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Picture This

Building a Legacy in the Arts

By Matt Windsor • Illustrations by Ernie Eldredge

Judy Abroms has a dream. A mother is driving through the UAB campus with her daughter, a high school senior. As they ride down 10th Avenue, “all of a sudden, the student looks around and says, ‘Mom, what’s that?’” Abroms says. “The mother replies, ‘That’s the Institute for Visual Arts.’ And
her daughter says, ‘Gosh, I want to go there.’”

The desire to create a “transformational experience” that could reshape UAB’s campus and attract new generations of students led Judy and Hal Abroms, along with their longtime friends Marvin and Ruth Engel, to make the lead gift to fund the Abroms-Engel Institute for Visual Arts (AEIVA), which opened in January 2014.

“I don’t think we can be a great university without having a strong liberal arts program on campus,” says Hal Abroms. “If we want to really get UAB to that highest level, we have to have a complete university, and that’s what we’re doing with the Institute for Visual Arts. We think this facility is going to attract students who are already here, as well as those who are thinking about coming here. If we can provide a spark and make it possible for students to reach their potential, I just think that’s awesome.”

The 26,000-square-foot AEIVA includes studio laboratories and classrooms for art history, time-based media, and graphic design students. Its three gallery spaces have state-of-the-art security and environmental systems to showcase works from UAB’s permanent collection—including a Pablo Picasso lithograph, Polaroids by Andy Warhol, and an Anthony Caro paper sculpture—and attract new loan opportunities from museums around the world. An outdoor sculpture garden provides another exhibit space.

“The importance of the arts on any campus, regardless of its focus, is that they bring perspective,” says Robert Palazzo, Ph.D., dean of the UAB College of Arts and Sciences. “They are a powerful form of self-discovery, teaching us how to observe and discover the world around us. Without the arts, I don’t think people can be whole.” The AEIVA will attract interest from the community as well as students, Palazzo says. “Our dream is to bring people in touch with world-class art—art that is making us think about who we are and what we represent.”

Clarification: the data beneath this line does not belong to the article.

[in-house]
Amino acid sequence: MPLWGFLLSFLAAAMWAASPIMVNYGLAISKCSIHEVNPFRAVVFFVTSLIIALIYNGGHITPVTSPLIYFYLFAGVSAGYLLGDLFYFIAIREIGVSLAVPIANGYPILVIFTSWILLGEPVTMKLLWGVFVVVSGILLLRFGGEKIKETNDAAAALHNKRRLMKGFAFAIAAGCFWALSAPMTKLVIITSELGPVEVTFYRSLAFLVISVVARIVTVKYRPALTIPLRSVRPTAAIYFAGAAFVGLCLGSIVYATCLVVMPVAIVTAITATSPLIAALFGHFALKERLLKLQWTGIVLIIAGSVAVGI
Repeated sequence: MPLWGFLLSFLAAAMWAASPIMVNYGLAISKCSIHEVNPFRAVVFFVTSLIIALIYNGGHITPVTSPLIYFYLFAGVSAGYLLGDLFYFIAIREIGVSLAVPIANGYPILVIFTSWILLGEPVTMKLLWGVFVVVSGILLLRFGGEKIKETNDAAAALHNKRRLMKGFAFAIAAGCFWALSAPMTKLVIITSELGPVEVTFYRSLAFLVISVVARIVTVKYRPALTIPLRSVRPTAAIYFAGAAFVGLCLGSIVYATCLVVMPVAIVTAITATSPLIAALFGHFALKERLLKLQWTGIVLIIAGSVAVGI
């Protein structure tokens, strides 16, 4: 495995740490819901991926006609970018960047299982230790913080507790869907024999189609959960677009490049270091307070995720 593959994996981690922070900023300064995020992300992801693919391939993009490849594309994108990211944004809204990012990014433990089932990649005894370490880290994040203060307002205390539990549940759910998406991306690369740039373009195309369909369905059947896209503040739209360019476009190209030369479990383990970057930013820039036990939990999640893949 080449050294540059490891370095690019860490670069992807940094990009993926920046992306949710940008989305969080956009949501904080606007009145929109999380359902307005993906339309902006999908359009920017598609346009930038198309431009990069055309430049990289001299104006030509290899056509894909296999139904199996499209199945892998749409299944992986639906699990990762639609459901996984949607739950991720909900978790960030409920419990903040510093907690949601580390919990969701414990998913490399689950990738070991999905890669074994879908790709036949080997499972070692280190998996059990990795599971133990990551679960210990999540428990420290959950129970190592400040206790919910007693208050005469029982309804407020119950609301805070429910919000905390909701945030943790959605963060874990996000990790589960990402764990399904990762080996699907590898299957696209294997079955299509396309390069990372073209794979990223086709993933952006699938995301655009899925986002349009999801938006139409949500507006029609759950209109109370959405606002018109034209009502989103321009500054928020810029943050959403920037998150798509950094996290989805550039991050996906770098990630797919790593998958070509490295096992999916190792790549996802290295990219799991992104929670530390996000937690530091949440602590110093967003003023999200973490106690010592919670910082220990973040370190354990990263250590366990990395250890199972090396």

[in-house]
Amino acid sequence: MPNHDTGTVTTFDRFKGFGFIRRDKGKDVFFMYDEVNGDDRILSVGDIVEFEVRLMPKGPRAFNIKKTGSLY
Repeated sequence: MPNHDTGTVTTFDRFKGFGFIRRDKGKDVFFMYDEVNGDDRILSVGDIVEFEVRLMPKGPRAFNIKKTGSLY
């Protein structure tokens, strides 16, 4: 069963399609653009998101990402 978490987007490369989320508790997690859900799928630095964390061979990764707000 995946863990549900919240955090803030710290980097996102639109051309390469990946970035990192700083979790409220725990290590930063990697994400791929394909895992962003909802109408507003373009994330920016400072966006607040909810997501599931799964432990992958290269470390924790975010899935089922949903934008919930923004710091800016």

Arts and culture are an important but often underappreciated facet of business development for Birmingham as well, says Johnny Johns, president and CEO of Protective Life Corporation and a co-chair of The Campaign for UAB. Protective Life “competes for talent all over the United States, and the strong arts and cultural communities that we have in this city are a strong selling point,” Johns says.

By investing in the arts, “you are creating opportunities for your children and grandchildren,” says Theresa Bruno, board president of the Alys Stephens Center and a co-chair of The Campaign for UAB. “We now have in Birmingham the kinds of venues and opportunities to experience art and culture that we used to think we had to travel to find.”

“The arts define a city,” Abroms agrees. “Birmingham has the Alabama Symphony, the Birmingham Museum of Art, the Alys Stephens Center, and now the Institute for Visual Arts. I’ve met professors who have been recruited from places like Harvard and Johns Hopkins, and everyone I talk to is excited about living in Birmingham.”

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The Abroms-Engel Institute for the Visual Arts includes studios, classrooms, state-of-the-art galleries, and an outdoor sculpture garden.





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